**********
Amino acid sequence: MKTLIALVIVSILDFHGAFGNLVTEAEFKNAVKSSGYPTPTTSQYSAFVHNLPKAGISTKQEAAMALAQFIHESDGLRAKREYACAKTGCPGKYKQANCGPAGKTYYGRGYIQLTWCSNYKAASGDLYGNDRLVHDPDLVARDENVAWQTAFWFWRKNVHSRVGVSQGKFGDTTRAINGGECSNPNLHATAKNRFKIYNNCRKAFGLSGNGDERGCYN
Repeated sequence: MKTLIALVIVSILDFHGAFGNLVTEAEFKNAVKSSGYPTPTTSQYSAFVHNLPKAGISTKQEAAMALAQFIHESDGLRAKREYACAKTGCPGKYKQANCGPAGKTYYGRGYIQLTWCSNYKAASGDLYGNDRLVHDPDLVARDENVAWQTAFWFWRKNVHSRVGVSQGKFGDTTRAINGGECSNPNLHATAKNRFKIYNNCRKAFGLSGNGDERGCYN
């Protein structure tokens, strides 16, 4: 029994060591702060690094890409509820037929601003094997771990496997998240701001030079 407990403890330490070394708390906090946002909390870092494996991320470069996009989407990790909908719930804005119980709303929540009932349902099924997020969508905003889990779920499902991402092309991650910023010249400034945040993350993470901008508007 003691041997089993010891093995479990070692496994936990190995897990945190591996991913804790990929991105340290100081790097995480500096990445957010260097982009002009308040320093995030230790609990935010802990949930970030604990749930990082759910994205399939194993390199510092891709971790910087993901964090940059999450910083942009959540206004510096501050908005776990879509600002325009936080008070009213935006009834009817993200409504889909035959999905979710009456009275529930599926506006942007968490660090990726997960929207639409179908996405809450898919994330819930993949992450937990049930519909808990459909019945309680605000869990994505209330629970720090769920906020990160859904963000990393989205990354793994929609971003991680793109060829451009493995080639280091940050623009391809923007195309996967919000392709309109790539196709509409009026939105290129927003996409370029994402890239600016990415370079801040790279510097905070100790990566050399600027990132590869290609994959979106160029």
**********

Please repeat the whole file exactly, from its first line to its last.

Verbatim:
Amino acid sequence: MKTLIALVIVSILDFHGAFGNLVTEAEFKNAVKSSGYPTPTTSQYSAFVHNLPKAGISTKQEAAMALAQFIHESDGLRAKREYACAKTGCPGKYKQANCGPAGKTYYGRGYIQLTWCSNYKAASGDLYGNDRLVHDPDLVARDENVAWQTAFWFWRKNVHSRVGVSQGKFGDTTRAINGGECSNPNLHATAKNRFKIYNNCRKAFGLSGNGDERGCYN
Repeated sequence: MKTLIALVIVSILDFHGAFGNLVTEAEFKNAVKSSGYPTPTTSQYSAFVHNLPKAGISTKQEAAMALAQFIHESDGLRAKREYACAKTGCPGKYKQANCGPAGKTYYGRGYIQLTWCSNYKAASGDLYGNDRLVHDPDLVARDENVAWQTAFWFWRKNVHSRVGVSQGKFGDTTRAINGGECSNPNLHATAKNRFKIYNNCRKAFGLSGNGDERGCYN
């Protein structure tokens, strides 16, 4: 029994060591702060690094890409509820037929601003094997771990496997998240701001030079 407990403890330490070394708390906090946002909390870092494996991320470069996009989407990790909908719930804005119980709303929540009932349902099924997020969508905003889990779920499902991402092309991650910023010249400034945040993350993470901008508007 003691041997089993010891093995479990070692496994936990190995897990945190591996991913804790990929991105340290100081790097995480500096990445957010260097982009002009308040320093995030230790609990935010802990949930970030604990749930990082759910994205399939194993390199510092891709971790910087993901964090940059999450910083942009959540206004510096501050908005776990879509600002325009936080008070009213935006009834009817993200409504889909035959999905979710009456009275529930599926506006942007968490660090990726997960929207639409179908996405809450898919994330819930993949992450937990049930519909808990459909019945309680605000869990994505209330629970720090769920906020990160859904963000990393989205990354793994929609971003991680793109060829451009493995080639280091940050623009391809923007195309996967919000392709309109790539196709509409009026939105290129927003996409370029994402890239600016990415370079801040790279510097905070100790990566050399600027990132590869290609994959979106160029």